all vouchers all the time

Today in school vouchers: One Supreme Court case and two new studies you should know about

Monday was a busy news day for school vouchers.

First, two big studies on statewide voucher programs in Indiana and Louisiana dropped. The results provide ammunition for both sides on the long-running debate. More on that in moment.

Then, later that morning, the Supreme Court handed down a major decision regarding whether public funds can go to religious institutions. This won’t have immediate implications for voucher programs, but it may down the line.

Here’s what you need to know.

New research on vouchers necessitates more research

First, the new studies. One comes from Indiana, and examines the first four years of the largest voucher program in the country. Chalkbeat obtained the study and planned to publish it, leading to a wider release by the authors.

Soon after, a study on Louisiana’s voucher initiative also came out.

The studies point to similar results: Vouchers have some negative impacts on student achievement in early years, improving over time for those who remain in the program.

In Indiana, students who stayed in private school for four years at first fell behind public school students, but eventually caught up in math and seemed to score higher in English.

In Louisiana, students who took a voucher were basically on par with public school kids in math and language arts after three years, though they lagged behind in social studies. Crucially, when the researchers included a sample of younger students, the results turned decisively negative, suggesting the program was still reducing achievement for many kids.

The studies add to a body of evidence that private school choice programs improve over time and tend look better in reading than in math.

Advocates pounced on the results, prompting dueling statements from the American Federation of Teachers and EdChoice, a pro-voucher group. (EdChoice is a supporter of Chalkbeat.)

In other words: Research can inform — but won’t end — the debate on school choice. Meanwhile, researchers recommend more research.

States might not be able to constitutionally bar vouchers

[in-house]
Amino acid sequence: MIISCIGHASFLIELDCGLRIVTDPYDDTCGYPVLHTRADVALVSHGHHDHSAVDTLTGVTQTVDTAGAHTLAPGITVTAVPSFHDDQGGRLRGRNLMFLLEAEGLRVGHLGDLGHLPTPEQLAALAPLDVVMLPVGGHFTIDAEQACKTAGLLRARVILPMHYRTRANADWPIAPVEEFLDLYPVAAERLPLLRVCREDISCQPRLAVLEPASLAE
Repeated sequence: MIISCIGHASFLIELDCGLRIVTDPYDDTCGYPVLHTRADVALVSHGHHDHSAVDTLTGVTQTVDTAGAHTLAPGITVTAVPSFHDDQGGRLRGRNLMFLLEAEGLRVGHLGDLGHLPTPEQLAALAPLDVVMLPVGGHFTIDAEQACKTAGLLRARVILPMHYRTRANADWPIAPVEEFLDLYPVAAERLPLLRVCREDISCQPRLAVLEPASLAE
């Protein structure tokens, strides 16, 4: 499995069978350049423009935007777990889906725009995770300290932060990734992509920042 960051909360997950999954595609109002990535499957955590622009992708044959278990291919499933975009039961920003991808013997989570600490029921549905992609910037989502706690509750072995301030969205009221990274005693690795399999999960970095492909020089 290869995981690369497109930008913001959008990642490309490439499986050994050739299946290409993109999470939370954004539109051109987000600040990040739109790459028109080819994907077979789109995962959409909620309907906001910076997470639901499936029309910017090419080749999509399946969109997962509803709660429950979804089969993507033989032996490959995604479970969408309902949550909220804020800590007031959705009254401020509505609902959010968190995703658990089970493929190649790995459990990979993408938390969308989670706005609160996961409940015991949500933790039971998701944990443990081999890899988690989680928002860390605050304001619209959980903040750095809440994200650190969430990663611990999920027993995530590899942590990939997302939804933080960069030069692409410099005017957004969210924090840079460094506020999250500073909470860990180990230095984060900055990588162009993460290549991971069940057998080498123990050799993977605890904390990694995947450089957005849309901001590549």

More news that is in the eye of the beholder: In the case of Trinity Lutheran v. Comer, the nation’s highest court ruled that Missouri could not prohibit a church from participating in a program that provided public resources to refurbish playgrounds.

Why does that matter for school choice? Because Missouri, like many states, has what’s known as a Blaine Amendment in its state constitution, barring religious organizations from getting public money. In some states that has been interpreted to include religious schools participating in a voucher program.

The implications of the decision are not yet clear, though.

Although the court’s ruling was narrow and applied to the specific Missouri program, the logic of the decision suggests that Blaine Amendments may violate the federal constitution — meaning in a future case, the court might say that states can’t stop religious schools from getting money under a voucher program.

On the other hand, nothing in the decision suggests the Supreme Court would or could require any state to adopt a choice program. Moreover, advocates have already created workarounds in the form of tax credit programs that, like vouchers, redirect tax dollars to private, often religious schools — without the money ever entering government coffers.

State courts have generally ruled this approach permissible. In fact, just Monday (yes, more news) a Georgia court rejected a constitutional challenge to the state’s tax credit program. About half of all states already have some form of publicly funded private school choice program.

Once again, individuals and groups on both sides of the issue weighed in — including the U.S. Department of Education.

“This decision marks a great day for the Constitution and sends a clear message that religious discrimination in any form cannot be tolerated in a society that values the First Amendment,” Education Secretary Betsy DeVos said. “We should all celebrate the fact that programs designed to help students will no longer be discriminated against by the government based solely on religious affiliation.”

enrollment woes

More students applied to Renewal high schools this year, but that won’t necessarily jolt sagging enrollment

PHOTO: Alex Zimmerman
August Martin High School is part of New York City's Renewal turnaround program.

High schools in New York City’s controversial turnaround program saw 1,100 more applications this year, a jump city officials touted as evidence the long-floundering schools are rising in popularity.